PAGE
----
I'm not sure about "dumping" the F's to freight service. I don't about SP per se, but some railroads buying F-units back then saw them as kinda like a 4-8-2 or 4-8-4, dual-purpose engines that could pull mainline freights or passenger trains. I know GN used A-B sets of FT's between the Twin Cities and Duluth-Superior in both services - take a passenger train from the Twin Cities to Duluth in the morning, and return that evening with a freight train. Some railroads also had 'freight' F-units that had a steam generator in the B-unit so it could be used as back-up power if a passenger set went down.

Stix
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Posted by mbinsewi on Tuesday, April 16, 2019 2:28 PM

The SG details are molded on, period.  There is no "replacement hatch". and it does not take hours.

If you model the early to mid 50's, and there a chance you will have a passenger train, leave the detail on an A/B set.

Real easy.

Mike.

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Posted by wp8thsub on Tuesday, April 16, 2019 6:18 PM

DSC01741

by wp8thsub, on Flickr

This Athearn F unit had the steam generator detail carved off.  I used putty to fill any irregularities in the shell and sanded the center of the hatch smooth, protecting the rivet detail around the edge.  The process didn't take much time.

Rob Spangler

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Posted by doctorwayne on Tuesday, April 16, 2019 7:46 PM

I read very recently (but still can't remember exactly where) that the A-units with dynamic brakes had no steam generators, as the water tank would have been under the roof where the cooling fans for the d.b.s would be located. 

If the service on which the locos were used required steam generators, they would be in the B-units, at least until the FP7 and FP9 models came along, both of which were lengthened versions (by about 4') with steam generators and dynamic brakes.

Wayne

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Posted by xdford on Tuesday, April 16, 2019 9:01 PM

I live in Australia so I can only rely on memory of what I have read like Wayne

According to http://modelingthesp.blogspot.com/2014/03/southern-pacific-f-units-modeling-f3.html , Southern Pacific did not own any F7A units with Steam Generators ...

but I was under the impression that SP had FP7's and I seem to remember an RMC article on splicing an Athearn Nose to an Atlas FP7 body specifically for SP details.

So in short, cut off the SG's ...  Good Luck

Regards

Trevor

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Posted by ATLANTIC CENTRAL on Tuesday, April 16, 2019 9:18 PM

doctorwayne

I read very recently (but still can't remember exactly where) that the A-units with dynamic brakes had no steam generators, as the water tank would have been under the roof where the cooling fans for the d.b.s would be located.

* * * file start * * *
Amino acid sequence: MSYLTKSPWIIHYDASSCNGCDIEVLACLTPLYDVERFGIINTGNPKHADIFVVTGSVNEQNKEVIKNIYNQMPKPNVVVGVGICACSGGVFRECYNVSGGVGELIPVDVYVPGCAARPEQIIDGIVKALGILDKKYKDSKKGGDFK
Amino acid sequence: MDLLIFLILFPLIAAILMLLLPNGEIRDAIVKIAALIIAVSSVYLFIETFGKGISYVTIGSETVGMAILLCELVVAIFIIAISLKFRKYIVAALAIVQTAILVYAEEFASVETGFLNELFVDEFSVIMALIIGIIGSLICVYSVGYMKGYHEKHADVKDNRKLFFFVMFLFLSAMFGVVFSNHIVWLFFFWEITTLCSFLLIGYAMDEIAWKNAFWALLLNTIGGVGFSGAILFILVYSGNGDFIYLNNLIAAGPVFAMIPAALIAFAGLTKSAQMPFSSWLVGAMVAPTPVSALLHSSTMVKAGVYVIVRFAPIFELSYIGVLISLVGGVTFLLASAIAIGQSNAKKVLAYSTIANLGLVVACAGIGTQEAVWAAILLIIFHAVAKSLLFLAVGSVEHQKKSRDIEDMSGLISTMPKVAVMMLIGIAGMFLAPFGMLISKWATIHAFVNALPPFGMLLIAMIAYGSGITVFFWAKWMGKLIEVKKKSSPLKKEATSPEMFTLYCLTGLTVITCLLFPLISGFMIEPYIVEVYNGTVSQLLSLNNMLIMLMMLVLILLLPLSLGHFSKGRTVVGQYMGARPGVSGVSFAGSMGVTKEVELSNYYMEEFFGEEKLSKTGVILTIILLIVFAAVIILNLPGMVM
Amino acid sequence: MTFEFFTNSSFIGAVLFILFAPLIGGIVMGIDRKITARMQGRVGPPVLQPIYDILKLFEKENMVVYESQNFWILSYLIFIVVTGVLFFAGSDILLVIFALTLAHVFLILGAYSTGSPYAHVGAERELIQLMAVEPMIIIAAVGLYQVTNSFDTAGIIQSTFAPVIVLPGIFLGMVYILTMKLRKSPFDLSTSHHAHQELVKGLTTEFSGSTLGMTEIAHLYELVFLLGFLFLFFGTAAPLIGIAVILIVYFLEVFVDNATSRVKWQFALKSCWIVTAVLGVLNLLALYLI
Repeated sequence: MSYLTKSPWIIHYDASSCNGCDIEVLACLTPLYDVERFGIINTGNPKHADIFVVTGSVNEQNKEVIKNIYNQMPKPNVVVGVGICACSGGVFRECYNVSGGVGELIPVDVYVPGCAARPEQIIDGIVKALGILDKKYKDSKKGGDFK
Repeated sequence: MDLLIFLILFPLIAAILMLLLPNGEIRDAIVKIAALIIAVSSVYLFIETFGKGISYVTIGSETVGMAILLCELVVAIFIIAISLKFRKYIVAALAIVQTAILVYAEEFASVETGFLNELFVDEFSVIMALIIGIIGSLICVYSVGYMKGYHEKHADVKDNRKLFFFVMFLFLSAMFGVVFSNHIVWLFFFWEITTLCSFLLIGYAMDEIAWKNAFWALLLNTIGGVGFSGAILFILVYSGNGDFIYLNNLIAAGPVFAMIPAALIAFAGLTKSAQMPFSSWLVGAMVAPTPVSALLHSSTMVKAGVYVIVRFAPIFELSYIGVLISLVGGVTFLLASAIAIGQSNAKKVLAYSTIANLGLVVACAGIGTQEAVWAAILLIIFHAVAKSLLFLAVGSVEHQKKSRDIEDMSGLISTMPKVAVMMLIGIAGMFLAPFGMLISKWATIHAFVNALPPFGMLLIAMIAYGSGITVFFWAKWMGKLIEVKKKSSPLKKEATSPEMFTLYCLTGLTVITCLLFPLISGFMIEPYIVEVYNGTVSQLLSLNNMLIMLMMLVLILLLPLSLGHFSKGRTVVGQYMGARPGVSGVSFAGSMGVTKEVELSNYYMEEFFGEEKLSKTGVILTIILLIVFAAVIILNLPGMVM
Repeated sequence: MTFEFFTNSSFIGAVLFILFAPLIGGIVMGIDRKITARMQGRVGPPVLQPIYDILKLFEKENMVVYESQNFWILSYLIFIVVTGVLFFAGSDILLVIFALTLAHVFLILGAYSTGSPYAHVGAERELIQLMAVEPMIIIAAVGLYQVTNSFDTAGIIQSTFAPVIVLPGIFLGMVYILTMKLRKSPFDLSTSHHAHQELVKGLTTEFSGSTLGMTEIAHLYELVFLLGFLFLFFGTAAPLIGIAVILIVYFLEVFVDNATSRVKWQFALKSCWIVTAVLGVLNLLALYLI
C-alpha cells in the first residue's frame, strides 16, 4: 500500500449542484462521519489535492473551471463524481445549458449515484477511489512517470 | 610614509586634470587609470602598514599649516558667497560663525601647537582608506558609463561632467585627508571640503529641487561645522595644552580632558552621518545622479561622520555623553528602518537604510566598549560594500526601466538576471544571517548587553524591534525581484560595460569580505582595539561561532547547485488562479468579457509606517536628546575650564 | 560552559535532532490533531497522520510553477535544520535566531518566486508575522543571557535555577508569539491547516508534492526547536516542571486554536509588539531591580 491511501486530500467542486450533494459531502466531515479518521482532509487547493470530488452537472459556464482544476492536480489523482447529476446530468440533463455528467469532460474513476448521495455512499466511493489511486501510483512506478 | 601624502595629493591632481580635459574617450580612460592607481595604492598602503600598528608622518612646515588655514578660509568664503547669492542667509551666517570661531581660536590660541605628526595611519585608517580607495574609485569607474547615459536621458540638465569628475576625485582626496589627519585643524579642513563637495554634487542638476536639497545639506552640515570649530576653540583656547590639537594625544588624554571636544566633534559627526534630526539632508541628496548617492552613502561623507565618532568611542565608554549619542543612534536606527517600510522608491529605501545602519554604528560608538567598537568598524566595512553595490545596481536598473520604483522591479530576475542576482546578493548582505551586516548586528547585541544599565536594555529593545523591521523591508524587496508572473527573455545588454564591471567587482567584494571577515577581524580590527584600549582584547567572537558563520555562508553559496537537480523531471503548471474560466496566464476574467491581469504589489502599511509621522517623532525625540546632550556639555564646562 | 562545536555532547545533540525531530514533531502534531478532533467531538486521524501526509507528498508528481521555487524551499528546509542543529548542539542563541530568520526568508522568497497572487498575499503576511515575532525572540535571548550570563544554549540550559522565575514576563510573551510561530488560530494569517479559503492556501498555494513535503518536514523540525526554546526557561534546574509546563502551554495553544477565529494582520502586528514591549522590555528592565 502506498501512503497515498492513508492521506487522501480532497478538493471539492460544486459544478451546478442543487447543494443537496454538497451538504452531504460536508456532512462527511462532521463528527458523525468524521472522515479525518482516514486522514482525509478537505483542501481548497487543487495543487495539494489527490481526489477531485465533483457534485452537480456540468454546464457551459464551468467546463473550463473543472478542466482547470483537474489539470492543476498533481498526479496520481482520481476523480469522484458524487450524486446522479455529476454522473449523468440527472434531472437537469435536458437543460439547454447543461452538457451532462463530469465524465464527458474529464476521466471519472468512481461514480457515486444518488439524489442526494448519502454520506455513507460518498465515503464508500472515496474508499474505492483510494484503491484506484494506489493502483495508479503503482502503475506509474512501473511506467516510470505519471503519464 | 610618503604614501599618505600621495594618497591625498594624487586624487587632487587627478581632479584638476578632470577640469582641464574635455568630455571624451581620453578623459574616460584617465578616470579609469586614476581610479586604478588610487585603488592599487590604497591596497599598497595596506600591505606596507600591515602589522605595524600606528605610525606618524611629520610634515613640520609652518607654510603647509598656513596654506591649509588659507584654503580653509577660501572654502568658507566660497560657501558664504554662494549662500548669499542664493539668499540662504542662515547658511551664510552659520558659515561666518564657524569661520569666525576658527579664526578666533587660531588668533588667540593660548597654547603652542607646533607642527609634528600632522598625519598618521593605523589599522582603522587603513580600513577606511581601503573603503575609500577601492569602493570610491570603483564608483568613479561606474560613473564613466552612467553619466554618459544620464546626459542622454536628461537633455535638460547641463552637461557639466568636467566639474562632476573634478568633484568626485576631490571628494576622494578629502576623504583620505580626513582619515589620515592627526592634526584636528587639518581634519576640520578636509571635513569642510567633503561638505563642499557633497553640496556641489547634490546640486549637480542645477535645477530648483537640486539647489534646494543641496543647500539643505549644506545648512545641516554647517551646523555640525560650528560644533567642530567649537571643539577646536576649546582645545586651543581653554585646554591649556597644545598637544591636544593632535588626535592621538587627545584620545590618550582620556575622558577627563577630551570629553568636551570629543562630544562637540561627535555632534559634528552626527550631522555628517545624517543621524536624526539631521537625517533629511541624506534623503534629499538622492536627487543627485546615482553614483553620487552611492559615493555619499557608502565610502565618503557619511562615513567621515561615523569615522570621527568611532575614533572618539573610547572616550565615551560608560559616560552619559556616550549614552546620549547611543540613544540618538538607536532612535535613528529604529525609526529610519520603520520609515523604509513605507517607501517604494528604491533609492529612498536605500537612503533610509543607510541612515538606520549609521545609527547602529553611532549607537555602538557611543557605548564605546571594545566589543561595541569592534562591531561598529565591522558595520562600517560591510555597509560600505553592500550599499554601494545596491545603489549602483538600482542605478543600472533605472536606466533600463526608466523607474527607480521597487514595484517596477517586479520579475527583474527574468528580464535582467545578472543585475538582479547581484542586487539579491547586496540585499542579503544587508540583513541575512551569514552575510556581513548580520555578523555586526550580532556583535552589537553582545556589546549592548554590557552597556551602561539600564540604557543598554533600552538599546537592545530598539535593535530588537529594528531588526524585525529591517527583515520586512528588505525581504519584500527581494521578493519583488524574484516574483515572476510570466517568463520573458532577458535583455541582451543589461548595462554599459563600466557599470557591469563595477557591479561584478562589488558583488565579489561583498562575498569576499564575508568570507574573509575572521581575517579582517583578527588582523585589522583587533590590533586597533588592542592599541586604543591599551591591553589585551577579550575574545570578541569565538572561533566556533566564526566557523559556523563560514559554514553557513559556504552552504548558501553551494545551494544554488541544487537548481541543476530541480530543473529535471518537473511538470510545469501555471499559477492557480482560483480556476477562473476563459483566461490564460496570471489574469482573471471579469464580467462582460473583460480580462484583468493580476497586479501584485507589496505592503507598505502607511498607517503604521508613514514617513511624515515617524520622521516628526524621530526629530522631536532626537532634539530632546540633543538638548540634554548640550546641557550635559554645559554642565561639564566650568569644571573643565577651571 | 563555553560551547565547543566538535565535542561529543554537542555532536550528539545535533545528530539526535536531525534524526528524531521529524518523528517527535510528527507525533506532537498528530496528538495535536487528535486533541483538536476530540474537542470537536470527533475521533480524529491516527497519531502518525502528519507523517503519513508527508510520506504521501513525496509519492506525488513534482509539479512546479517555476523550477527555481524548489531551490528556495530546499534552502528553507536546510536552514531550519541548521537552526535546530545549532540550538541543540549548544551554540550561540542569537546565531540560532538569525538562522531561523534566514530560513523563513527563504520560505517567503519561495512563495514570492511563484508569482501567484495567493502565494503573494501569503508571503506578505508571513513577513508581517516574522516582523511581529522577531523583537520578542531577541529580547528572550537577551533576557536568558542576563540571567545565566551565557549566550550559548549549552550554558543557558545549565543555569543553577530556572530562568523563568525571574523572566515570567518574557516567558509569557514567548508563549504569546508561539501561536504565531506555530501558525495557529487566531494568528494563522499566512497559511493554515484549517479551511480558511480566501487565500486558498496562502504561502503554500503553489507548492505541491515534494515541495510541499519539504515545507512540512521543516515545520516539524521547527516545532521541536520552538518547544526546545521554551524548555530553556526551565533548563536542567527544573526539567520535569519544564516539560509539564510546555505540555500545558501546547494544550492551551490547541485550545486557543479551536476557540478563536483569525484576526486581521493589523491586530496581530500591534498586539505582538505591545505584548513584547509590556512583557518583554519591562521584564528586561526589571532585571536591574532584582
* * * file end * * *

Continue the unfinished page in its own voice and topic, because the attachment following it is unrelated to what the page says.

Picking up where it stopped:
If the service on which the locos were used required steam generators, they would be in the B-units, at least until the FP7 and FP9 models came along, both of which were lengthened versions (by about 4') with steam generators and dynamic brakes.

Wayne

 

Actually, every railroad ordered slighly different stuff in this department.

There were lots of variations of water tank locations and sizes. There were steam equiped A units with dynamic brakes. There were non dynamic brake A units with the basic tank under the boiler and a second tank were the dynamic brake grid would have been.

There were ABBA sets, and ABB sets, with boilers only in the B units and additional water storage in the boiler location in the A units.

There were A units with the air tanks moved to the roof to allow that space under the frame to hold more water.

There were ABBA sets with boilers in all units and shared water from the larger tanks in the B units.

F3's in particular were purchased by many roads as "dual service" locos, but with later F7's this was much less common.

Then there was the ulimate solution, the FP7, the stretched F7 with more room for water tanks.

As older boiler equiped F units were transfered freight service, boilers were often removed. Because Federal rules said if the equipment was in place, it had to be in working order......

Would every vent hood get removed from every roof?, Maybe, maybe not.

Sheldon

    

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Posted by Attuvian on Tuesday, April 16, 2019 10:24 PM

xdford

I live in Australia so I can only rely on memory of what I have read like Wayne

According to http://modelingthesp.blogspot.com/2014/03/southern-pacific-f-units-modeling-f3.html , Southern Pacific did not own any F7A units with Steam Generators ...

but I was under the impression that SP had FP7's and I seem to remember an RMC article on splicing an Athearn Nose to an Atlas FP7 body specifically for SP details.

So in short, cut off the SG's ...  Good Luck

Regards

Trevor

 
Trevor,
 
Thanks for the link to Tony Thompson's blogspot.  His site is a real trove of information.  Note only is his content exceptional, he has a flair for clear expression.  I used your URL and then did a seach of his blogspot using "Southern Pacific F Unit" and pulled up a link that had all of his articles on the subject.  There were at least four, covering a number of years.  Here it Is:  http://modelingthesp.blogspot.com/search?q=southern+pacific+F-unit+diesels
 
Your help from down under is appreciated.  Good on ya, mate.